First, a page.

From a critical perspective, the development of digital innovations and digital innovations cannot ignore security risks. Existing possibilities and affordances are and likely will leapfrog our evolution, but it will behoove inventors and firms to take the lead on regulation against waiting for the governments. Government will inevitably be behind in their understanding and the resulting governance will be outdated. Besides, there is cloud hovering over digital visions. This cloud is the appalling record of IT-enabled (particularly software development) projects. According to a recent McKinsey report (Bloch et al. 2012), significant sized IT-based projects deliver less than half their expected value. The Standish Group (2014) paints an even more dismal picture of project failure with less than half delivering what was expected in terms of time and budget. This business and trade press conveys the picture that "projects" are outdated. In contrast, it is argued that today’s agile software development is delivering continuously updated software and innovations. Perhaps this is true for some companies, but the two studies show that publicly available data says software projects fail more often than they succeed. Hence, such a software enabled nirvana might be still far away from reality although the technology would allow for it. Finally, creating an increased business model dependence on the ability to continuously deliver Digital Innovations might actually be making those business models even more fragile.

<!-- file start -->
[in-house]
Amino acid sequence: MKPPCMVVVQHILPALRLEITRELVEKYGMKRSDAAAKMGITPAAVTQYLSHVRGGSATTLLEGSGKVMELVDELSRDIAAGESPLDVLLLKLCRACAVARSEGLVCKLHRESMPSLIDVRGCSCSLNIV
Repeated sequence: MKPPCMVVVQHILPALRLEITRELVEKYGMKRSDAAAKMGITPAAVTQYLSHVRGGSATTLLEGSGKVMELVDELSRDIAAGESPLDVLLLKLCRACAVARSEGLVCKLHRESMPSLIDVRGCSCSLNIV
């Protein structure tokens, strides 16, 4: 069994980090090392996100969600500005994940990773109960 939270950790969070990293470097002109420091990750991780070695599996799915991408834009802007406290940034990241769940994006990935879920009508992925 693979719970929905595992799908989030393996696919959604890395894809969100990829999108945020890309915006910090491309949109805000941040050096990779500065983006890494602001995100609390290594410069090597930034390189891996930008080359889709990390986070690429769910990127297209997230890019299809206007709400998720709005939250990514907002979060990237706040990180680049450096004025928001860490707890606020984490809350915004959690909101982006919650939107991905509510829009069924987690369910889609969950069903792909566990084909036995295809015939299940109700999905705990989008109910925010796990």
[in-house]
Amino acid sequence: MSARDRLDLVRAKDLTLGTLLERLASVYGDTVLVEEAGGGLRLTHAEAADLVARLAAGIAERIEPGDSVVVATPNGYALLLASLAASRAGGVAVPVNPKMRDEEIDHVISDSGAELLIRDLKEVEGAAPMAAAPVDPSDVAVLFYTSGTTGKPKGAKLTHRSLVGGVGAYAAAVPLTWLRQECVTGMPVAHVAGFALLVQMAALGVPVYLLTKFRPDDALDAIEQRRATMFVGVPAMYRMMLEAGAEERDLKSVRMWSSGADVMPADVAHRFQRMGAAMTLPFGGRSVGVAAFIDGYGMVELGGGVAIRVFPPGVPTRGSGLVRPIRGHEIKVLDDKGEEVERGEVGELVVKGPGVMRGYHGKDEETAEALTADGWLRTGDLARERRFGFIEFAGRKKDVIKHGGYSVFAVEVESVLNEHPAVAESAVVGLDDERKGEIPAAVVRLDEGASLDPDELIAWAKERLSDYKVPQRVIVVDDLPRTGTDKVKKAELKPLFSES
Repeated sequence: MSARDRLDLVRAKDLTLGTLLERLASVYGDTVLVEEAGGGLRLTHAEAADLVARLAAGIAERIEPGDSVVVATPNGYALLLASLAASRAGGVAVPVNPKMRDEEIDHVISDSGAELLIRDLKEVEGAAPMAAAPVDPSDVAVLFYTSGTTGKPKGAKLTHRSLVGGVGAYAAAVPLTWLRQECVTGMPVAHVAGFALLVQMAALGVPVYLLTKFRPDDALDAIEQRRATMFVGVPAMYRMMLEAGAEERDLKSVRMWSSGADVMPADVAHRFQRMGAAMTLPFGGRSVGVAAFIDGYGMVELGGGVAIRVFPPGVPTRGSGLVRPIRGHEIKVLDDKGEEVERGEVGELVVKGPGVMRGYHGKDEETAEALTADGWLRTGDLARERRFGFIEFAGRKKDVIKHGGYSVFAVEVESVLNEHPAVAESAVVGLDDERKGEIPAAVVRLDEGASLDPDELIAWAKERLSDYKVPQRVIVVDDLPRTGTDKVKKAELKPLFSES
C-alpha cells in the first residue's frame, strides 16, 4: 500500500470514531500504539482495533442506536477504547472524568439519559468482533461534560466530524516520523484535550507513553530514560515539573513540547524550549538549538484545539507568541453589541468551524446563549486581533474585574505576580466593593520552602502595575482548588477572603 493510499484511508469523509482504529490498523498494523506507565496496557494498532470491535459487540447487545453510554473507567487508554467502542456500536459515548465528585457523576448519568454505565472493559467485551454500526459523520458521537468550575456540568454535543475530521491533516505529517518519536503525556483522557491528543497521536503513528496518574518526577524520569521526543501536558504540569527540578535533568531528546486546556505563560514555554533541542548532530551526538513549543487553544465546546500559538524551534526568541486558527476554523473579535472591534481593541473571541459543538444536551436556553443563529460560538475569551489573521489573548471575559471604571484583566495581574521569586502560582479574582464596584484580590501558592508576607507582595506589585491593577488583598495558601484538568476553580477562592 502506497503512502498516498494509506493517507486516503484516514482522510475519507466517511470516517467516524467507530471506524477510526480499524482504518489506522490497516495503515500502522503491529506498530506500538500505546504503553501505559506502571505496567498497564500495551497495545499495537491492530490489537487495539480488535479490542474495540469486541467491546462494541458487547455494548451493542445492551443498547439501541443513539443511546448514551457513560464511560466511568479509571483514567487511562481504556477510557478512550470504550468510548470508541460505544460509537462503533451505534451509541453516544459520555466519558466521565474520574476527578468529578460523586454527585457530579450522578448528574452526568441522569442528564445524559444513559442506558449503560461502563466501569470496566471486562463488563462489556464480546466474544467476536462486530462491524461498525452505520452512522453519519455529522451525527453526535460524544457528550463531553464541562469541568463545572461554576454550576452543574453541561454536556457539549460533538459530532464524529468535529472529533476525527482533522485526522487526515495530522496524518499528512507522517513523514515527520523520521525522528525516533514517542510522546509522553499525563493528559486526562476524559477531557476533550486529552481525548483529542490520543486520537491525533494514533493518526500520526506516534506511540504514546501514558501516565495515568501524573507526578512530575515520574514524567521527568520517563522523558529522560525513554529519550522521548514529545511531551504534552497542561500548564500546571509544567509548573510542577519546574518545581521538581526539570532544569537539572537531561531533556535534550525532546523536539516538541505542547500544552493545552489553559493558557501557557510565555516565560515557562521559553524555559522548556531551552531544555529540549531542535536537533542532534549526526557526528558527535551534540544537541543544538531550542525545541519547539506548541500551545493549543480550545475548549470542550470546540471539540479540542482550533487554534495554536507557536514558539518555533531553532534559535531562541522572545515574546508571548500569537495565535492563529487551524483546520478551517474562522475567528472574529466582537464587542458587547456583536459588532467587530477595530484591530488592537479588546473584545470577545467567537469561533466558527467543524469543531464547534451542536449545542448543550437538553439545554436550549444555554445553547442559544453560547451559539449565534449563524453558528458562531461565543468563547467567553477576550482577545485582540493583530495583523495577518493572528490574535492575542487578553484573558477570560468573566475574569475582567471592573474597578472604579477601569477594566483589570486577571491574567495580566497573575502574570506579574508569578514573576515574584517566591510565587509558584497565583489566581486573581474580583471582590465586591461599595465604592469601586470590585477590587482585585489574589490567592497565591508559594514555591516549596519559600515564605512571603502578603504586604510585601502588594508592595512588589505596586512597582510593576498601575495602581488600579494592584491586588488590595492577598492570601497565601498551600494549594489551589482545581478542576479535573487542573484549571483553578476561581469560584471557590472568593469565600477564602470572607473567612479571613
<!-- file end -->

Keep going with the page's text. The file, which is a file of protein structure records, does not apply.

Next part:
Sensing and Developing of Novel Digital Products

Digital Innovations and their affordances allow for advances in considerable sociological and environmental aspects. Their affordances can enhance the use of energy, water or food, leading to less wasting of resources. For instance, a sensor in a shower head may allow saving water by monitoring water usage and control for water sprinkling. Further, Digital Innovations can support advances in the human condition in health (activity trackers motivate people to move), safety (remote property surveillance call attention for burglars), mobility (autonomous cars save fuel due to selecting optimal routes on the streets), and training (augmented reality can enhance experiences and help in situations). A thesis may focus on the role of IT in novel products, in regard to innovation processes and their outcomes.



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Relevant Literature:

Brynjolfsson, E., and McAfee, A. P. 2014. The second machine age: work, progress, and prosperity in a time of brilliant technologies., WW Norton & Company.

Fitzgerald, B., and Stol, K. J. 2015. “Continuous software engineering: A roadmap and agenda,” The Journal of Systems and Software (21:000), pp. 35–1 (doi: 10.1016/j.jss.2015.06.063).